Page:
Justin K. and I met for lunch yesterday in SoHo, where his new office is located. Our lunch venture started off quite poorly but ended up amazing. I spied L’Orange Bleue a bit east of his office; we walked over and found it to be closed… at lunch. Sad. So then we continued east, passing a little shop called Despana, on our way around the corner to Hoomoos Asli. I hadn’t been there in years, but their food was always good.

Nearly ten minutes after being seated at Hoomoos, Justin and I had to specifically call the waiter over to order. 35 minutes later, when another customer walked out due to the hour long wait for his food, we knew the prospects were bleak. I asked the waiter for an estimate and he said it would be at least another ten minutes — for two shwarma sandwiches. We left. I recall now that the reason I stopped going to Hoomoos Asli was because of horrible service. Looks like it will be another few years before they get another chance.

So we walked back to Despana Despana, which looks like an upscale, small Spanish Grocery. Inside, one first passes a case of cured meats, then a case of cheeses. In the back, there is a small area with a few stools and a counter to order quick bites. At said counter, Justin and I each ordered a bocadillo (a sandwich prepared on ciabatta bread) and a tortilla Española. Justin had the tortilla with manchego cheese; and I had the pintxo tortilla with shrimp salad. Both were delicious and surprisingly filling for no more than three bites of food (for about $5 each). It probably was the perfectly cooked potato in the omelette. We were impressed.

As we waited about five minutes for our sandwiches Justin sipped his orange drink, I perused the meats and tasted some of their samples. It rapidly became obvious that I’d have purchasing to do after I ate.

Our sandwiches arrived warm and fragrant and large. They were $8.50 each and well worth it. Justin found his Bocadillo Picante (chorizo picante, mahon cheese, basque guindilla peppers, tomatoes and olive oil) a bit too spicy, so he cleared off most of the peppers. I thought it was perfect. My Bocadillo Mallorquin, a simple spread of chorizo (sobrasada) drizzled with honey del Brezo (which I believe is a honey from heather flowers), was fantastic. We were stuffed.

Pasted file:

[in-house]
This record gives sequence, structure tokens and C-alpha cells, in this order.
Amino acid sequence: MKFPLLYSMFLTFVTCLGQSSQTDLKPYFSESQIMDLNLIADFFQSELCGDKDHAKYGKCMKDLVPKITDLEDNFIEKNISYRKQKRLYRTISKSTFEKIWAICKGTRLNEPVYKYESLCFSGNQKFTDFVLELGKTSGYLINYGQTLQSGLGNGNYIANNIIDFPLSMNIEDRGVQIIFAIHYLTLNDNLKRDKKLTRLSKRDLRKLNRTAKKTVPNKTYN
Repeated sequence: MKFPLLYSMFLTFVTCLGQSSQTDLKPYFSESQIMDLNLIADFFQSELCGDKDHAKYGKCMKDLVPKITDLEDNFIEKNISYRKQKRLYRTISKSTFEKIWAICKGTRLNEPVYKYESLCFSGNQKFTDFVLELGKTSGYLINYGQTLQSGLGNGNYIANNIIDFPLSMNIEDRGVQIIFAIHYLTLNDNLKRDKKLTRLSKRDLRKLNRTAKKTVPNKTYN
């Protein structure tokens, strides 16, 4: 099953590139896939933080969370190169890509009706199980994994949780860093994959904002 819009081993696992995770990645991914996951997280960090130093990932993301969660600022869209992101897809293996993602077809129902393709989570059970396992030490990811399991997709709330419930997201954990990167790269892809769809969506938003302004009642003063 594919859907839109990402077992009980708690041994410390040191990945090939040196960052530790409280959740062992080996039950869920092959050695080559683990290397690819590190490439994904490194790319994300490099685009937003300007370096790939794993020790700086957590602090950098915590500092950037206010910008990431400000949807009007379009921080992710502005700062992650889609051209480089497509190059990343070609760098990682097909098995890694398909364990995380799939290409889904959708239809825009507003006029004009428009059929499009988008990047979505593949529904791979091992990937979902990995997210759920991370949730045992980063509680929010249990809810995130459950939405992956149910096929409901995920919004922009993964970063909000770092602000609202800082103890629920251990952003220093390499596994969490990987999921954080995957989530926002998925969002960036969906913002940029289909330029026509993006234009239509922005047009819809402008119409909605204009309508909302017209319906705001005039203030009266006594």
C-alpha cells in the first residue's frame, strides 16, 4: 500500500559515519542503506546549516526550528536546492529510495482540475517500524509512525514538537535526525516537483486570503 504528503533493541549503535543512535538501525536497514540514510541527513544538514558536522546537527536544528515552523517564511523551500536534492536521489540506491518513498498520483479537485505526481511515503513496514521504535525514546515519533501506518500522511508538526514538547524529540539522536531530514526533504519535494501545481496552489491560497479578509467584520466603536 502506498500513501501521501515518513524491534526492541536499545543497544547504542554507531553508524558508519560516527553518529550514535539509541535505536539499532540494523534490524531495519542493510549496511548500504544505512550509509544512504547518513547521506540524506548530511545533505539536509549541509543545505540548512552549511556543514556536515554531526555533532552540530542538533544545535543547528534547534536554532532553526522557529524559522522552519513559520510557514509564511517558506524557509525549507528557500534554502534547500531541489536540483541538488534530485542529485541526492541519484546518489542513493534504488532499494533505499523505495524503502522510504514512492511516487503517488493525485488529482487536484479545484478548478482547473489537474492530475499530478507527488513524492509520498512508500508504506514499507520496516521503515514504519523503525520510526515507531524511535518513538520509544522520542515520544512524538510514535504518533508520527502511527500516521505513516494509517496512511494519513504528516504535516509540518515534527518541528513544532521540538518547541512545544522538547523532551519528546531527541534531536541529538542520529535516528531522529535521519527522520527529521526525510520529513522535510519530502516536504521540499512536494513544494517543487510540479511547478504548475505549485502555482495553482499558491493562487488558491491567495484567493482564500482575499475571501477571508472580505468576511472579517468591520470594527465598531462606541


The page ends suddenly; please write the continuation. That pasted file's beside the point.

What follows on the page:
I figured it was safe to start shopping (they say, never shop hungry). I was wrong:

I ended up spending almost $50 on a handful of items. After tasting samples, I couldn’t resist:

  • A jar of Nucilla Duo – I discovered this Nutella-competitor and was amazed! The jar I picked up has half original (hazelnut spread) and half Nucilla Leche. Yum. I brought it home and spread it on a dessert Jessica made.
  • 1/4lb of Tortita de Barros – This raw sheep’s milk cheese is very rare and extremely delicious! It’s an award winning cheese that is sensational. I shared some with the folks in my office and everyone loved it, even though it’s strong and a bit salty on the after-taste. However, I really brought this home for Jessica who knows her cheeses. Her review: “yum, yum!”. More info here.
  • Despana-brand Mini Chorizo – I was advised that these tangy treats are great when served slightly heated or used in a soup.
  • Palacios Dry-Imported Chorizo – A delicious chorizo, that is more tangy than spicy. I’ve had this before.
  • Morcilla de Cebolla – A dark, rich looking blood sausage with onions. The clerk informed me that this was another wonderful ingredient for stews or soups. I’m looking forward to tasting this. The last time I had Spanish blood sausage was at a great restaurant in Hell’s Kitchen (I forget the name), and was in love.
  • Montegrato Fino Wine – A 26-year old sweet vinegar made from Fino Wine.

Ok, lot’s of detail here, so let me sum it up — go to Despana! Bring a wallet. Bring an appetite. Look for me there, because I will certainly be back.

posted by Lon at 09:12 AM Filed under Latin, Restaurants. You can follow any responses to this entry through the RSS 2.0 feed. Both comments and pings are currently closed.